Published onIn Utero Insights
Congenital anomalies such as spina bifida can result in a wide range of urologic disorders and necessitate comprehensive, long-term management. At The Children’s Hospital of Philadelphia, experienced, carefully coordinated follow-up to meet the complex needs of patients and their families is a hallmark of our care.
A new breakthrough at CHOP offers the option of prenatal surgery and dramatically improved outcomes to families faced with myelomeningocele (MMC), the most common and serious form of spina bifida. Yet, children who receive pre- or postnatal surgery may have bowel and bladder incontinence after birth. CHOP’s Spina Bifida Clinic is the nation’s first program to bring a multidisciplinary approach to long-term follow-up for these patients and has the greatest collective experience in their care.
Urologic follow-up begins at birth and consists of renal and bladder ultrasound, urinalysis, urine culture, and antibiotic prophylaxis. Children who are followed at CHOP return at 2 months of age for a comprehensive appointment that involves a video urodynamic study. Subsequent visits occur every six months until age 2, then annually. Periodic urodynamic testing and renal bladder ultrasounds are performed to make sure the kidneys are functioning properly and that bladder function has remained stable. For families returning home for postnatal care, the team does an initial consult and babies are referred to appropriate programs near their home.
Protocols based on extensive experience and prior outcomes ensure all patients receive standardized care, with finer details of follow-up tailored to each child’s condition. In addition to the core team of pediatricians, nurses, physical therapists, social workers, orthopaedic surgeons, urologists and neurosurgeons, children frequently require the services of other divisions within CHOP including Ophthalmology, Plastic Surgery, Endocrinology, Gastroenterology, General Surgery, Outpatient PT, Neuropsychology and Cardiology, as well as bracing and/or wheelchair fitting. The team arranges referrals for additional consultations with CHOP subspecialists as needed, and helps manage families’ expectations of their child’s ability to successfully toilet train from initial consultation.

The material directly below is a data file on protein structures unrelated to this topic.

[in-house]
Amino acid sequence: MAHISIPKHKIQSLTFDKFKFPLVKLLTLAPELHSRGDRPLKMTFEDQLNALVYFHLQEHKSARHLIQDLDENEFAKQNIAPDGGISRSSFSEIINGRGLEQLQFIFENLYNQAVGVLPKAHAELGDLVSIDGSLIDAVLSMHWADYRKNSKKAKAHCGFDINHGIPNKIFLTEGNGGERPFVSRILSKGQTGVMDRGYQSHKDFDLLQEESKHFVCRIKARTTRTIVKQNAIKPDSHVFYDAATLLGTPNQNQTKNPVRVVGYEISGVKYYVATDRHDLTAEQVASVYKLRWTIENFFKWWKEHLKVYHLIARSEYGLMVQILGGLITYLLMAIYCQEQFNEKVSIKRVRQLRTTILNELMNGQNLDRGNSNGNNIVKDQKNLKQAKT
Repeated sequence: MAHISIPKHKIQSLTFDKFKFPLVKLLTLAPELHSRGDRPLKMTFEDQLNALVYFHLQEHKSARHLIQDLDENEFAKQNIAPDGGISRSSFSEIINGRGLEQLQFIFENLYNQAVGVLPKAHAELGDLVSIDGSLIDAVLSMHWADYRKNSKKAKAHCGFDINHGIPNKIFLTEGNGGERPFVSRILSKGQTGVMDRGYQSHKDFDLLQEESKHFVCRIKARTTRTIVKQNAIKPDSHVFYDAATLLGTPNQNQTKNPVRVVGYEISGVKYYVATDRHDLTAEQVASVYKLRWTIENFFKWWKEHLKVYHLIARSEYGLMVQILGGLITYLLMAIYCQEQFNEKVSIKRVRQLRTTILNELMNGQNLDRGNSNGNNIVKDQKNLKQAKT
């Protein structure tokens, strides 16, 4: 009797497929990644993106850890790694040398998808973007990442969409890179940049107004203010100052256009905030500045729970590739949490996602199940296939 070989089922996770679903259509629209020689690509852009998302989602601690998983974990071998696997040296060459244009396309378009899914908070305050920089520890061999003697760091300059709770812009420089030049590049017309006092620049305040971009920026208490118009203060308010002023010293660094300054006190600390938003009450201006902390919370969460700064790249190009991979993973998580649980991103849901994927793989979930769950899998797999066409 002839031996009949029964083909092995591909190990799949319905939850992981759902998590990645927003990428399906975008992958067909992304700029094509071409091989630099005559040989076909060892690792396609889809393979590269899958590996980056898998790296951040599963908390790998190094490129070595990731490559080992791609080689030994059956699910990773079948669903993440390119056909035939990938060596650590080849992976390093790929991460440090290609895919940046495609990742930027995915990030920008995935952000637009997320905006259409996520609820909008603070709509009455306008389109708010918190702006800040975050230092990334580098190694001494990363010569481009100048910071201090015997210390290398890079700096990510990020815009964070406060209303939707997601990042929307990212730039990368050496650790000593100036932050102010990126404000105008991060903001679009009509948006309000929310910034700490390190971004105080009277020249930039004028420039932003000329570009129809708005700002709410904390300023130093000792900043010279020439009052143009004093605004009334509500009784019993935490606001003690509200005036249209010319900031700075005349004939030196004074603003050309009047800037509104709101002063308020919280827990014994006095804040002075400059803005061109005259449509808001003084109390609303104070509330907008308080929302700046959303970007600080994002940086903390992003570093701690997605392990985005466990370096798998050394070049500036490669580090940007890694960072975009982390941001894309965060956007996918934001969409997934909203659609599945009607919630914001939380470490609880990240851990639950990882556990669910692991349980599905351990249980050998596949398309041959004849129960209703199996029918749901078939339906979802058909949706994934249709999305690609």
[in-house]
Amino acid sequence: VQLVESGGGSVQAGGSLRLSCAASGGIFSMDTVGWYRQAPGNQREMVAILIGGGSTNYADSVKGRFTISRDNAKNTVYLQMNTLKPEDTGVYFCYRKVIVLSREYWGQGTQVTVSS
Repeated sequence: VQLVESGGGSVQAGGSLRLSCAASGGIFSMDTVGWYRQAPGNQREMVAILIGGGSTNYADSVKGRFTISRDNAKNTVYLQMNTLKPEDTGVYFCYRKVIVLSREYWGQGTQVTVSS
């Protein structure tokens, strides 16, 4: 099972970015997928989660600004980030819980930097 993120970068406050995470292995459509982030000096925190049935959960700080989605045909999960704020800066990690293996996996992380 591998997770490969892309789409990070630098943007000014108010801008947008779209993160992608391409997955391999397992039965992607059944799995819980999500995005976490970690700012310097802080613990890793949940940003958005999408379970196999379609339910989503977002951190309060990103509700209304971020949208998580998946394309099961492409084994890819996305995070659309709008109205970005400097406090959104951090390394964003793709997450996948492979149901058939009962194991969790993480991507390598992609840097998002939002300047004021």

Typical therapy involves clean intermittent catheterization (CIC), along with medication that helps the bladder store urine at low pressure. The team coordinates obtaining necessary supplies and instructs families — and, when older, children — on how to perform CIC. Orthopaedists and physical therapists assist patients who require bracing in working around issues that can affect their ability to self-catheterize.
The circle of care is continued through close communication with pediatricians. In many cases, our team manages follow-up well into adulthood — our oldest patients are now in their 40s. Nurses and social workers help patients and families navigate issues from accessing appropriate community services to enrolling in school, preparing school nurses to help with catheterization, if necessary.
Categories: In Utero Insights Fall 2011